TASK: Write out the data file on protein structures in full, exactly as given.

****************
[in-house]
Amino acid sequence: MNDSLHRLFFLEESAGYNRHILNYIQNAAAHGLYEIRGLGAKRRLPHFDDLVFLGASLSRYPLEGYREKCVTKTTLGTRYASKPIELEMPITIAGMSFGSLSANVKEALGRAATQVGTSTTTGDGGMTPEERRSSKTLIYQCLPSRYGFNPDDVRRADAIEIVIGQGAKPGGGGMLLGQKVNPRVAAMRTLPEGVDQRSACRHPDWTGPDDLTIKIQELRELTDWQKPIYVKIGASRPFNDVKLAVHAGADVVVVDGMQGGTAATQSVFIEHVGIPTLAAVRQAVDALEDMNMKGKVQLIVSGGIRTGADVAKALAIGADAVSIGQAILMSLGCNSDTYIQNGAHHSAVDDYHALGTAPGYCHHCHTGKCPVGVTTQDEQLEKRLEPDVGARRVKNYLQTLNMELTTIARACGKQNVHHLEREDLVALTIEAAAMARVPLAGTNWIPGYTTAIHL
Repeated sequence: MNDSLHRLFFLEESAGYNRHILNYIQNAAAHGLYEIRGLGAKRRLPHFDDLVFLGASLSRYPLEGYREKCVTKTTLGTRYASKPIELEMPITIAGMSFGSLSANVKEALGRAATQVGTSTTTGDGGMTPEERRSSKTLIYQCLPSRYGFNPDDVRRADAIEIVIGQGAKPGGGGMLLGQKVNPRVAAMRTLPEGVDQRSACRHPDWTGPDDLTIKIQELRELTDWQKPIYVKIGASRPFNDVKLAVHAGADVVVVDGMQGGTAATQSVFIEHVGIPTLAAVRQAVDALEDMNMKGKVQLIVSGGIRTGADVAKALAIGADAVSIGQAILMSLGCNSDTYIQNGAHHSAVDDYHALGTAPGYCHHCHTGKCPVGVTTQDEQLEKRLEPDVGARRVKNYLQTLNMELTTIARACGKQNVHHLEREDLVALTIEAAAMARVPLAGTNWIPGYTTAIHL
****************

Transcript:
[in-house]
Amino acid sequence: MNDSLHRLFFLEESAGYNRHILNYIQNAAAHGLYEIRGLGAKRRLPHFDDLVFLGASLSRYPLEGYREKCVTKTTLGTRYASKPIELEMPITIAGMSFGSLSANVKEALGRAATQVGTSTTTGDGGMTPEERRSSKTLIYQCLPSRYGFNPDDVRRADAIEIVIGQGAKPGGGGMLLGQKVNPRVAAMRTLPEGVDQRSACRHPDWTGPDDLTIKIQELRELTDWQKPIYVKIGASRPFNDVKLAVHAGADVVVVDGMQGGTAATQSVFIEHVGIPTLAAVRQAVDALEDMNMKGKVQLIVSGGIRTGADVAKALAIGADAVSIGQAILMSLGCNSDTYIQNGAHHSAVDDYHALGTAPGYCHHCHTGKCPVGVTTQDEQLEKRLEPDVGARRVKNYLQTLNMELTTIARACGKQNVHHLEREDLVALTIEAAAMARVPLAGTNWIPGYTTAIHL
Repeated sequence: MNDSLHRLFFLEESAGYNRHILNYIQNAAAHGLYEIRGLGAKRRLPHFDDLVFLGASLSRYPLEGYREKCVTKTTLGTRYASKPIELEMPITIAGMSFGSLSANVKEALGRAATQVGTSTTTGDGGMTPEERRSSKTLIYQCLPSRYGFNPDDVRRADAIEIVIGQGAKPGGGGMLLGQKVNPRVAAMRTLPEGVDQRSACRHPDWTGPDDLTIKIQELRELTDWQKPIYVKIGASRPFNDVKLAVHAGADVVVVDGMQGGTAATQSVFIEHVGIPTLAAVRQAVDALEDMNMKGKVQLIVSGGIRTGADVAKALAIGADAVSIGQAILMSLGCNSDTYIQNGAHHSAVDDYHALGTAPGYCHHCHTGKCPVGVTTQDEQLEKRLEPDVGARRVKNYLQTLNMELTTIARACGKQNVHHLEREDLVALTIEAAAMARVPLAGTNWIPGYTTAIHL